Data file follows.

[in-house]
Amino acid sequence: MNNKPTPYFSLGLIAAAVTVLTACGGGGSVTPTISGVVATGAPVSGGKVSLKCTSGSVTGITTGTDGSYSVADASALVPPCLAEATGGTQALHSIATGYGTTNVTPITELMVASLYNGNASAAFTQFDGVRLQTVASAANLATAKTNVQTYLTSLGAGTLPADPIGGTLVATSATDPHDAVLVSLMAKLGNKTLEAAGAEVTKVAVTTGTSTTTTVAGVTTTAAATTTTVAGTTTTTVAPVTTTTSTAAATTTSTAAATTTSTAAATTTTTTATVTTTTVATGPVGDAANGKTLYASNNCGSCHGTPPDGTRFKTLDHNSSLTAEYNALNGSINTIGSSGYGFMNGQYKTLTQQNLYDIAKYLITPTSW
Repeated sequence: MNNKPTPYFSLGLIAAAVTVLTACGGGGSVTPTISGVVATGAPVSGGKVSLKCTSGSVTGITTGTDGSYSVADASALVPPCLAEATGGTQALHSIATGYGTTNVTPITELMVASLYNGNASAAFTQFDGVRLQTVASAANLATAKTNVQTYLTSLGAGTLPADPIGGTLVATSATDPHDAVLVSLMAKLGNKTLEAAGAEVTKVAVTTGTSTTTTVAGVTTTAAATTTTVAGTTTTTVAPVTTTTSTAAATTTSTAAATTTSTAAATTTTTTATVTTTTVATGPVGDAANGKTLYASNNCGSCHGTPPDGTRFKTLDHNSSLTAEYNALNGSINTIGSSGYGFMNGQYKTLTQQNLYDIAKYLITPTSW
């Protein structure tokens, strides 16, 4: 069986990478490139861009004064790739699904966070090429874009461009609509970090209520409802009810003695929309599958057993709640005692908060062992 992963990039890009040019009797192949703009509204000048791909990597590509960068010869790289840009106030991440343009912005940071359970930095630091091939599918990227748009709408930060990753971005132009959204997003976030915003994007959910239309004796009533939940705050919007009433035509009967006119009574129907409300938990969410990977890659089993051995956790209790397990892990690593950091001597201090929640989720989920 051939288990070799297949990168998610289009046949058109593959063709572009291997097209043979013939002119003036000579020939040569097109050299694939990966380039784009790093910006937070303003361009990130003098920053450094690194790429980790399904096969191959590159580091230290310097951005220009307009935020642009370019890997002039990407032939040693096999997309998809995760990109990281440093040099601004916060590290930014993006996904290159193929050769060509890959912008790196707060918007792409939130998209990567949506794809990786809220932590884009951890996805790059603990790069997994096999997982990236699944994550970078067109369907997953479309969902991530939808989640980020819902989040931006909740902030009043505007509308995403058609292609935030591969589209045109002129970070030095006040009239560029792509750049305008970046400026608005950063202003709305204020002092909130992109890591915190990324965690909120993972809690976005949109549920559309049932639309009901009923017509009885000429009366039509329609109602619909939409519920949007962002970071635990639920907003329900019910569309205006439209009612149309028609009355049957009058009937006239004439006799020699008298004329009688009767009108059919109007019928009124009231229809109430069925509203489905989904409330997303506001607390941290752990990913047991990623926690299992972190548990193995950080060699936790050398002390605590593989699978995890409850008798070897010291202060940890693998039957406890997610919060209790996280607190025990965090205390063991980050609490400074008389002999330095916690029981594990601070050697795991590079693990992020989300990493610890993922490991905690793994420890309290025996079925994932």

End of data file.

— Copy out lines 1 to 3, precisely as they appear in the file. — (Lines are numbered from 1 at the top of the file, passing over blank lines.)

[in-house]
Amino acid sequence: MNNKPTPYFSLGLIAAAVTVLTACGGGGSVTPTISGVVATGAPVSGGKVSLKCTSGSVTGITTGTDGSYSVADASALVPPCLAEATGGTQALHSIATGYGTTNVTPITELMVASLYNGNASAAFTQFDGVRLQTVASAANLATAKTNVQTYLTSLGAGTLPADPIGGTLVATSATDPHDAVLVSLMAKLGNKTLEAAGAEVTKVAVTTGTSTTTTVAGVTTTAAATTTTVAGTTTTTVAPVTTTTSTAAATTTSTAAATTTSTAAATTTTTTATVTTTTVATGPVGDAANGKTLYASNNCGSCHGTPPDGTRFKTLDHNSSLTAEYNALNGSINTIGSSGYGFMNGQYKTLTQQNLYDIAKYLITPTSW
Repeated sequence: MNNKPTPYFSLGLIAAAVTVLTACGGGGSVTPTISGVVATGAPVSGGKVSLKCTSGSVTGITTGTDGSYSVADASALVPPCLAEATGGTQALHSIATGYGTTNVTPITELMVASLYNGNASAAFTQFDGVRLQTVASAANLATAKTNVQTYLTSLGAGTLPADPIGGTLVATSATDPHDAVLVSLMAKLGNKTLEAAGAEVTKVAVTTGTSTTTTVAGVTTTAAATTTTVAGTTTTTVAPVTTTTSTAAATTTSTAAATTTSTAAATTTTTTATVTTTTVATGPVGDAANGKTLYASNNCGSCHGTPPDGTRFKTLDHNSSLTAEYNALNGSINTIGSSGYGFMNGQYKTLTQQNLYDIAKYLITPTSW